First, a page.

That smoky, scary, tear streaked crawl will bring us to safety. That firefighter who appears with a high beam flashlight to guide us and keeps the fire at bay long enough for us to get out, that is the power of a friend’s presence. We do not call for a firefighter to stand there and say, “Well I was in a worse fire yesterday, so you should chill out.” No. Heavens no! We need the one who holds our hand, who battles the confusion of the smoke beside us, and brings us over the threshold back into the fresh air. 

May we always be willing to admit when we are not okay, hold space for others who are not okay, and be the hand to hold along the smoky journey for our loved ones. 

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22 thoughts on “When You Need to make Peace with Not Being Okay For Now”

    1. Heather, that is a really constructive way to use that time. That way when you are feeling okay again, you’ve moved further along your growth journey. Thank you sharing!

  1. It is totally ok to not be ok. We all go through crappy stuff at times, some times it takes being down in the dumps for a few days, until we get the courage or sure will to get back up and keep fighting. I do wish people would open up more, and instead of going to the default “I am doing ok”, let it all out haha. I know when I have discussed issues that caused me to not be ok, openly with friends, family, it has certainly helped. Of course, it helps to have people that you feel comfortable opening up to.

    1. You’re right, having safe people to talk about it with is a really important aspect. I’ve also found that a moment of sharing can take a friendship to the next level, so sometimes it’s worth while to be vulnerable. Although of course if you don’t get a good response, I wouldn’t try again!

  2. There is so much truth in this. People often think resilience is maintaining the happy cheery state during challenges but it is more than that. It is our ability to accept that we are not okay, that we are going through a difficult situation and that it is part of the process. It does take a lot of practice and a conscious commitment and realizing that it is okay to not be okay is the first step.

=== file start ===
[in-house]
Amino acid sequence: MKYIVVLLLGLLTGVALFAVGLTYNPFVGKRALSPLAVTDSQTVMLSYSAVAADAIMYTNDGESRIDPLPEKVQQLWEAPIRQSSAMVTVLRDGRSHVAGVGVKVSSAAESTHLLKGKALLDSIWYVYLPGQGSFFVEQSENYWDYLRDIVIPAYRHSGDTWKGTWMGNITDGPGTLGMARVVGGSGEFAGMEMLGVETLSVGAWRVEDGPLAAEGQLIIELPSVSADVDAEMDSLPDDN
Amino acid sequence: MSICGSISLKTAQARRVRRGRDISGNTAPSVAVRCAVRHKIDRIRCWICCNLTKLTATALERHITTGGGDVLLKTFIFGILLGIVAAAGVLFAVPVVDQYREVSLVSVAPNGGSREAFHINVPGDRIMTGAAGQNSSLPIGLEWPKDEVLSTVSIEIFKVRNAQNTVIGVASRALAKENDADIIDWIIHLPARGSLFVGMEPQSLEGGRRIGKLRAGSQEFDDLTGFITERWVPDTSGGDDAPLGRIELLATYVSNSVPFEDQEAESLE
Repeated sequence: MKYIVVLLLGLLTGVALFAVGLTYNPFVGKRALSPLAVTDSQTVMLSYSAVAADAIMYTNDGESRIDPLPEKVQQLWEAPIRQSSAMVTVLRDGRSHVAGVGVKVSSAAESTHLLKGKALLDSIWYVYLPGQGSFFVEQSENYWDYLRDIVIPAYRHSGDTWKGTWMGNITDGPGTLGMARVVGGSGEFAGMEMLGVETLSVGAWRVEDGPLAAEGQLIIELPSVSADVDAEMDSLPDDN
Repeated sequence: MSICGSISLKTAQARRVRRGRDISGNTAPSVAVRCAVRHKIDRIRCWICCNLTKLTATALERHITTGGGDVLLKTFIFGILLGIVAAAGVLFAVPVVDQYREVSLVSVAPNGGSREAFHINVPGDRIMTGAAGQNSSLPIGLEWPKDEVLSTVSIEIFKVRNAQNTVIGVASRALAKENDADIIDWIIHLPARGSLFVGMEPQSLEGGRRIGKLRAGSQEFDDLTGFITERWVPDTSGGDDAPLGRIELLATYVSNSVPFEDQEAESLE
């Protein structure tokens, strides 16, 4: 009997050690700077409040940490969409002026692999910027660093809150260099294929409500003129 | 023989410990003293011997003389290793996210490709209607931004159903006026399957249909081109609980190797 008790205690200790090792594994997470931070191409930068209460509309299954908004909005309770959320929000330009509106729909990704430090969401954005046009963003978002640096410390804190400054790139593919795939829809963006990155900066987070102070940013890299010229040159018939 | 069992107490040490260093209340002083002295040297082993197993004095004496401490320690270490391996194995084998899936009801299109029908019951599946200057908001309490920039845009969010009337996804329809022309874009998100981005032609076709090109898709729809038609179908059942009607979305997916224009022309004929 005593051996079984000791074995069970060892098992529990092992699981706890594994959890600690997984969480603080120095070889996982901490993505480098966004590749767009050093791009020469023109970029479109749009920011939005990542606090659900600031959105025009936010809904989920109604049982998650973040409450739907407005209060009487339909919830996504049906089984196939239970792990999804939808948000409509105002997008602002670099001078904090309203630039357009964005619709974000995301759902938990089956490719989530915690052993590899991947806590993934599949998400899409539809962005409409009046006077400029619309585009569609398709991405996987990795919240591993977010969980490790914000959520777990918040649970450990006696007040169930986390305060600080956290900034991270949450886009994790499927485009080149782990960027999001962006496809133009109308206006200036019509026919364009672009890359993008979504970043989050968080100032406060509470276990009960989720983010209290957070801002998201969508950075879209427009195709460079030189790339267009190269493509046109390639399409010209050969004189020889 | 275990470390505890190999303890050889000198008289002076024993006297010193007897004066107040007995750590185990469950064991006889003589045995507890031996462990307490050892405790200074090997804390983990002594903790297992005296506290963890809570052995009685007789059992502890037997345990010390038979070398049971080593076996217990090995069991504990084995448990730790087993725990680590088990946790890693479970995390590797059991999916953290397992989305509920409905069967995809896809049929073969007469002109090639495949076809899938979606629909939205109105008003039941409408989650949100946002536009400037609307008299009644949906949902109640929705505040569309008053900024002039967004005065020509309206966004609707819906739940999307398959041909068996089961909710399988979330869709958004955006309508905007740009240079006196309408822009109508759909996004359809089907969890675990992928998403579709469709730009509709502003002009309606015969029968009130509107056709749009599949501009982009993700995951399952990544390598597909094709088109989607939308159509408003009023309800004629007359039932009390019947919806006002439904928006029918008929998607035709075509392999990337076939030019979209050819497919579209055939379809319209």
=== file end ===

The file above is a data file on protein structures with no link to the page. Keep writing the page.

1. I had not fully connected this with resiliency and I am so intrigued by this connection. What an amazing idea – that resiliency includes acceptance of the low and high part of the cycle. You’ve given me a new perspective to think about. Thank you for your comment!

  3. Yes to all of this! I spent a couple of years in the “not okay” position and now I am doing even better than okay because of it, in spite of crazy swirling around me, lol. I have also had great support that encouraged me when I needed it.

  4. Though it can be quite difficult to comprehend and cope with, we really do have to learn to deal with not being 100% at all times. It’s important to understand that without darkness, we really can’t understand the beauty (and appreciate) the light.

  5. It’s so important to own that you’re not okay. It’s nothing to be ashamed of! As someone who often feels like this, I don’t like people fussing and trying to reassure me!

  6. I know it’s difficult but one should accept the fact that it’s totally okay to not be okay. You don’t have to be strong all the time and give yourself time to accept these feelings and heal. It’s good to have a me-time when you are not feeling okay.

    1. Yes, thinking about others is such an important relationship skill. We should be careful to give them space when it’s needed.